Ali Mountain (Alishan) Tea is an oolong tea grown high in the mountains of central Taiwan. The high elevations result in much hardier leaves with a higher concentration of flavor-producing components. Alishan tea has a light orchid aroma and a slightly sweet, yet complex flavor with a hint of fruits and flowers and a light creaminess.
Where To Buy Ali Mountain Tea
Alishan high mountain tea can usually be found in specialty tea shops or through a number of online tea vendors. If you are unsure where to begin, you can check out some of my recommendations below.
How To Prepare Alishan Oolong Tea
The preparation instructions given here are for loose leaf teas. For tea bags, you can just follow the instructions given on the box.
The ideal brewing temperature is 90-95ºC (194-205ºF), which is just below the boiling point. You can just boil the water using a simple stove-top kettle and then let it cool for 30 seconds.
If you plan on trying a lot of varieties of tea and/or coffee it might be worth it to invest in a water boiler/warmer or an electric kettle with a variable temperature setting. Personally, I recommend this Cuisinart kettle, because it has presets for every type of tea, so you always get the perfect temperature:
- Fill both the teapot and the cup about halfway with hot water to preheat them. Tilt them a bit so that the water creeps up the side and then rotate them so the insides get wet all the way around. Then pour the water out.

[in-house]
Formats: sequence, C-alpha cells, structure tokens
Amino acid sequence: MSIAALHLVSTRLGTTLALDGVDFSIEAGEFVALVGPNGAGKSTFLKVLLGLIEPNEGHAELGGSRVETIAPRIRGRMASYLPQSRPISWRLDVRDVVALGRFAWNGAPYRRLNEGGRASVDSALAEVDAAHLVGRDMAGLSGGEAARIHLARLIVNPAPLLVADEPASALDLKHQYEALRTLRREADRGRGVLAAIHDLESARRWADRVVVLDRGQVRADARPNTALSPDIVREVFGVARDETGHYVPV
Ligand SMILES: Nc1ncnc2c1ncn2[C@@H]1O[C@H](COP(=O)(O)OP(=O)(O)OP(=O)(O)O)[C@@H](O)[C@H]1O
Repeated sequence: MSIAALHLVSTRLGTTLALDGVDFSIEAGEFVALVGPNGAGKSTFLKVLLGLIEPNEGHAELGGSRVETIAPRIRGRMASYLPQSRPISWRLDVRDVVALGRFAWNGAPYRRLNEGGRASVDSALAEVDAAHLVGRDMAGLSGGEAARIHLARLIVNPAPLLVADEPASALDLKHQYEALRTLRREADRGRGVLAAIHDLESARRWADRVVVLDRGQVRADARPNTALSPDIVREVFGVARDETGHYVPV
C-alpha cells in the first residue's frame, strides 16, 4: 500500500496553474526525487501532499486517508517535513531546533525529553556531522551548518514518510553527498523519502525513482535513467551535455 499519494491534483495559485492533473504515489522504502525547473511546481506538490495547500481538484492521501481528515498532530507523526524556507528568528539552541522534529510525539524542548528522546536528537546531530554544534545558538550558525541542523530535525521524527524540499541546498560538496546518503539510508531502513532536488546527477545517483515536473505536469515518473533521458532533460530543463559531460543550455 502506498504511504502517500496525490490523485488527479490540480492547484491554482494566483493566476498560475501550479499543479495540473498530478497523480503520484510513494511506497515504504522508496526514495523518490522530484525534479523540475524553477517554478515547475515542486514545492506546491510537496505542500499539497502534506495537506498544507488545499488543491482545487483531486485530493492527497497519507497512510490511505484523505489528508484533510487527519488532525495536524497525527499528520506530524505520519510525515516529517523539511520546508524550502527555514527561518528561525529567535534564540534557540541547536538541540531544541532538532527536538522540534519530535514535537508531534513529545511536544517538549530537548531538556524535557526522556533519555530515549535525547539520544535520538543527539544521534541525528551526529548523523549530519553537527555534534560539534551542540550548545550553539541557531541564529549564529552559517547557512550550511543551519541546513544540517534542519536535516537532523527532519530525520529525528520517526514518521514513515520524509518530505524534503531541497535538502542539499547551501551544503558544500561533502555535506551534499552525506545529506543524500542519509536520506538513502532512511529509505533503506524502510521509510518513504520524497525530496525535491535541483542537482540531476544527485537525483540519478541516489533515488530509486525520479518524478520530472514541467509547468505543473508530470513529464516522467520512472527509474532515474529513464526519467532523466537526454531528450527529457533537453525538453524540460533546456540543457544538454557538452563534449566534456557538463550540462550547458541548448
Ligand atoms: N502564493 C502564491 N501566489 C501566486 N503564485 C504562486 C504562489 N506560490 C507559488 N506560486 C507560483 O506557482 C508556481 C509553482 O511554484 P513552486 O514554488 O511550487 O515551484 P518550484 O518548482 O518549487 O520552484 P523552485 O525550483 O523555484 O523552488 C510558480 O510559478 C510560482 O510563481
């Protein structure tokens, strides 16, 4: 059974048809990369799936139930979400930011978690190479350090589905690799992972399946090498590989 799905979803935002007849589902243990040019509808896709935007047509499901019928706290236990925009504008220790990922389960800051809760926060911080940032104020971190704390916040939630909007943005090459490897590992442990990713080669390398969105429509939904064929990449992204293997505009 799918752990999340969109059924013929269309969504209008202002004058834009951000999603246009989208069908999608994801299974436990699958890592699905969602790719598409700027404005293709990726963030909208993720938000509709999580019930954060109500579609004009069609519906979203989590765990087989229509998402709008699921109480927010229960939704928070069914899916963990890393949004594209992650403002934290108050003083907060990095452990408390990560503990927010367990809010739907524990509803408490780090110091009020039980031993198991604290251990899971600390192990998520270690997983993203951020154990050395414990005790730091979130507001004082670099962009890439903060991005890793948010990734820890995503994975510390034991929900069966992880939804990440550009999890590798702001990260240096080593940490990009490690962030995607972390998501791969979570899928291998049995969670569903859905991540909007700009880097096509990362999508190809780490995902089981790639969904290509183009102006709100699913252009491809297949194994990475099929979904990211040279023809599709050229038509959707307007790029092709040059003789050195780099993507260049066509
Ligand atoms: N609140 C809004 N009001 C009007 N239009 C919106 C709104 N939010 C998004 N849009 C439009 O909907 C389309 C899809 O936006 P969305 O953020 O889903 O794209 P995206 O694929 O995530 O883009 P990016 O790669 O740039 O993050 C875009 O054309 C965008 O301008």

- Put 1 teaspoon of tea leaves into the teapot. If using a different vessel, use 1 teaspoons for every 8 oz. (236 ml) of water.
- Fill the teapot with 90 – 95º C (194 – 205º F) water.
- Place the lid on the teapot and let the tea steep for 1 minute.
- Pour the tea into the teacups and enjoy your tea!
- You can get 5 to 8 infusions out of most varieties. Increase the steeping time 30 seconds or so for each infusion. How many infusions you do depends entirely on your taste. Experiment.
Use the amounts given in these instructions as a rough guide. If you find the resulting tea too weak, add more tea leaves; if it is too strong, reduce the amount of leaves used. Similarly, try increasing or decreasing the steeping times.
Alishan is a difficult tea to find online. Amazon is the most convenient place to buy it because most of us already have an account. They actually have a decent number of options, but most are not great.
This High Mountain Tea from JiaYi County is an exception. It can’t compete with teas you’d find in Taiwan, but it is better than most you find online and it sells for a relatively low price.
The best purchase I’ve found online is the Superfine Taiwan Ali Shan from Teavivre. It is a high quality tea at a very reasonable price. It costs slightly more than the one from Amazon, but it is much higher quality and is on par with some of the better varieties you would get in Taiwan.
More Information About Ali Mountain Oolong Tea
There are a number of different high mountain teas (“gaoshan” in Chinese) growing in the central mountain region of Taiwan, mainly in the counties of Nantou and Chiayi. The different varieties all grow at different altitudes. Alishan tea grows at altitudes between 1000 and 2300 meters above sea level.